Conservatives, new democrats and bloquistes, however, believe that the investigation of commissioner Mario Dion will not be sufficient to shed light on allegations of political interference.

And they do not feed much hope to learn more when Jody Wilson-Raybould will speak at the standing committee on justice and human rights, where she has been invited.

The committee should begin its review of the case of SNC-Lavalin group Wednesday, but the meeting was cancelled due to too short notice.

The ex-attorney general is expected to appear next week.

But it’s impossible to know if, by then his successor David Lametti has produced its own legal opinion on the secrecy of lawyer-client.

And it is unknown if the new minister of Justice, who will appear Thursday before the committee, may itself shed some light on the lanterns of deputies.

“I’ll say what I can say. Of course, I can’t say that I can’t say it,” he said in a media scrum after the meeting of the caucus.

Caucus kingdom

The case of SNC-Lavalin continues to torment the Trudeau government, but the liberal members of parliament – those who have accepted to answer the questions – have wanted to project the image of a caucus welded.

Of all the elect, only the always loquacious minister of public Safety, Ralph Goodale, has offered his perspective on the allegations of political interference, confirming that Ms. Wilson-Raybould had taken the floor in front of his colleagues during the meeting.

And the minister said he was confident of the fact that, according to what he has heard, no impropriety has been asked by the prime minister and his bodyguard, claiming that the atmosphere was “good” to the caucus meeting – the first since the case, SNC-Lavalin has exploded.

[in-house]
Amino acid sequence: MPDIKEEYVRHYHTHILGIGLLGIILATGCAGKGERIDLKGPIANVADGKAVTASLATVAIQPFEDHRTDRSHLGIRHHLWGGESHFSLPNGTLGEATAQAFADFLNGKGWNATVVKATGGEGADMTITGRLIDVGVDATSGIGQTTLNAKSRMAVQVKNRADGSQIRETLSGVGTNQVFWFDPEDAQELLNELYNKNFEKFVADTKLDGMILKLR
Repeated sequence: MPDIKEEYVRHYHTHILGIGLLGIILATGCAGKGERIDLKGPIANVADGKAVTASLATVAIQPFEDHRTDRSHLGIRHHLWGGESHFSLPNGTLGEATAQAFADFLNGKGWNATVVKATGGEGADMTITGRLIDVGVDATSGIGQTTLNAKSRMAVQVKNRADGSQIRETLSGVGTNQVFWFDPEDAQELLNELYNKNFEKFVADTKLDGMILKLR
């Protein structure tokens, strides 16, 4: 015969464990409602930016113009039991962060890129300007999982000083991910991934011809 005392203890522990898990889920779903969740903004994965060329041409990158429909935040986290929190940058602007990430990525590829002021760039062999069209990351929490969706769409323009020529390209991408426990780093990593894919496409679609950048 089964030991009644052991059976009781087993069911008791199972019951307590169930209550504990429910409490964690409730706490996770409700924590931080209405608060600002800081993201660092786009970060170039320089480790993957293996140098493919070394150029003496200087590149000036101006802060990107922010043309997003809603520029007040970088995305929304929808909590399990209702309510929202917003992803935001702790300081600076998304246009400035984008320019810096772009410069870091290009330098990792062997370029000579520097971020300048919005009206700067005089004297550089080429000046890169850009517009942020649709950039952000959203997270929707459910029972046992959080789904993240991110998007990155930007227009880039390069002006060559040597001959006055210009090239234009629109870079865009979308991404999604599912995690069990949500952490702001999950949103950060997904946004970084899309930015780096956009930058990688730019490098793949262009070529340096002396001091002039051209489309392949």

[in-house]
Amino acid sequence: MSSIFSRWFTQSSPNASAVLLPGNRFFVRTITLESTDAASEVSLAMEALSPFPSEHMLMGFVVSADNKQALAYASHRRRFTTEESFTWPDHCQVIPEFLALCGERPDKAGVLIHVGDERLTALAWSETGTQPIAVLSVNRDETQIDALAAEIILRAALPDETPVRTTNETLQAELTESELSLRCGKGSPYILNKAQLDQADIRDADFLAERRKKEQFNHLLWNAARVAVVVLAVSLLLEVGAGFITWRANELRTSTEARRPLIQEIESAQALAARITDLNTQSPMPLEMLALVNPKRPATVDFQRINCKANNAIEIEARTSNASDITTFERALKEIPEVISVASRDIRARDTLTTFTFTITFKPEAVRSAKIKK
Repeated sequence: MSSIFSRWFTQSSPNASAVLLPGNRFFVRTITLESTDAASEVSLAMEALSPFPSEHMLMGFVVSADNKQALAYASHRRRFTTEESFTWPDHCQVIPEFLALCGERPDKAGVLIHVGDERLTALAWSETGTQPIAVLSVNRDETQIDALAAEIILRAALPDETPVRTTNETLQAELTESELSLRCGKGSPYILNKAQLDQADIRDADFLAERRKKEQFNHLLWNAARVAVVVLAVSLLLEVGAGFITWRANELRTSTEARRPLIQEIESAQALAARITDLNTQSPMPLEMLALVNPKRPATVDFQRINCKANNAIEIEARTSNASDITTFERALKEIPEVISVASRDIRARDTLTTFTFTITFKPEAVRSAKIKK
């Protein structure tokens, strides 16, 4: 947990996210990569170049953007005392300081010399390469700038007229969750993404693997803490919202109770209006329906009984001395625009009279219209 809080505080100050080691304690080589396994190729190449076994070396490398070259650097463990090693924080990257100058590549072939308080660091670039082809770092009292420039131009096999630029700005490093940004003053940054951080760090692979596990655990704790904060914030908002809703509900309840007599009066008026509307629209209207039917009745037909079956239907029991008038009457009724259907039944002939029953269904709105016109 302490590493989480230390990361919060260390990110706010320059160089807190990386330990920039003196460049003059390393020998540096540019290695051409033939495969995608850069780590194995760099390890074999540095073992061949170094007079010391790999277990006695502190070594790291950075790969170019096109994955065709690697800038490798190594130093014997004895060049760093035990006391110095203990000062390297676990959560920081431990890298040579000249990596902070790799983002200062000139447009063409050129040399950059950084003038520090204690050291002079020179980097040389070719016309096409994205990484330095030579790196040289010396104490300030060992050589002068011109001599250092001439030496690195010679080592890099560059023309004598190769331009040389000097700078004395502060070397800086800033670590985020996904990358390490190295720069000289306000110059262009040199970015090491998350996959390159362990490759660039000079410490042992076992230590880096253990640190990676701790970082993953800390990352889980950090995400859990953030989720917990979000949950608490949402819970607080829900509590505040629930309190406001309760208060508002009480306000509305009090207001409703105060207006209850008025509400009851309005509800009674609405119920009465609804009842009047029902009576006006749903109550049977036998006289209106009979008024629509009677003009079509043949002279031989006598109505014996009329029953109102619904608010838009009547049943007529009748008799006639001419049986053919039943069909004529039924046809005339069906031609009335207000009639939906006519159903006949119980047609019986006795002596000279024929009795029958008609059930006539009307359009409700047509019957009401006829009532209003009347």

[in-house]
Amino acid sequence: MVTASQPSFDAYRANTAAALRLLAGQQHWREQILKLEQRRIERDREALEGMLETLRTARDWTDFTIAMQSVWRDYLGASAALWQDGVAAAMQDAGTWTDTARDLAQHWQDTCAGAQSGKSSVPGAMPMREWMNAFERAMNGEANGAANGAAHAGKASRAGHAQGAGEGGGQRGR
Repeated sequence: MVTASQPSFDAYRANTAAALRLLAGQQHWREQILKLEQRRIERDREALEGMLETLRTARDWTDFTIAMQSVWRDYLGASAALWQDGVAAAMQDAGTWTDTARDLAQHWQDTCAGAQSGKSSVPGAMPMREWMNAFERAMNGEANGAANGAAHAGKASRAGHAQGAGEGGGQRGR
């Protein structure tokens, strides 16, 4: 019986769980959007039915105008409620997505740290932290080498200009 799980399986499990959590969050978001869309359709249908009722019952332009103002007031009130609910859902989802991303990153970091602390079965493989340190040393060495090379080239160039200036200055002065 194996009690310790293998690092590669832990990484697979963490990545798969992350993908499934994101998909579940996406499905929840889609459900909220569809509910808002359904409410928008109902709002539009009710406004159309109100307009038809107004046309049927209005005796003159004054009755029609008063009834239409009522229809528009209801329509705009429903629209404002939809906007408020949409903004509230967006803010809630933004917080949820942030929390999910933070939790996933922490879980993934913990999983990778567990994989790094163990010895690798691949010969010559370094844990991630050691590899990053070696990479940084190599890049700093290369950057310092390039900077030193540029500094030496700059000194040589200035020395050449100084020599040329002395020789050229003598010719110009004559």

The other liberals were less verbal, but those who have expressed themselves have abounded in the same direction as the prevailing climate.

“All is well”, for example, began to John McKay by pressing the not.

His colleague Joël Lightbound, for its part, argues that the liberal caucus was “very kingdom (…) with Ms. Wilson-Raybould, who is here”, but mostly “behind Justin Trudeau, who is our prime minister”.

Silence fâchant

In the beginning of the day, the one that is at the heart of this story admitted that the mystery surrounding his resignation from the cabinet was something of fâchant.

“As I said, and I know that it is frustrating for a lot of people, I want to make sure I know what I can say, and what I can say,” let it fall, Ms. Wilson-Raybould.

“This is the reason why I am getting legal notice relating to the obligation of professional secrecy”, she chained in a media scrum at the entrance of the meeting of the caucus.

It has retained the services of the ex-supreme Court judge Thomas Cromwell to determine how far it can go in its about.

The former minister, usually a little fond of the exchanges with the journalists, halted for a second day in a row in front of the cameras.

On Tuesday, she had caused a surprise by emerging from the cabinet meeting where she had asked for permission to speak.

His resignation came in the wake of the case of SNC-Lavalin, has led to the Trudeau government in the lurch.

The story was made to roll a head at the office of the prime minister – Gerald Butts, a close advisor and longtime friend of Justin Trudeau, has bowed out Monday.

According to the daily newspaper The Globe and Mail, the prime minister’s office would have exerted pressure on Ms. Wilson-Raybould to intervene to avoid a trial at SNC-Lavalin.

Prime minister Trudeau has denied having asked such a gesture. His former principal secretary, Gerald Butts, did the same thing in a statement released at the time of his resignation.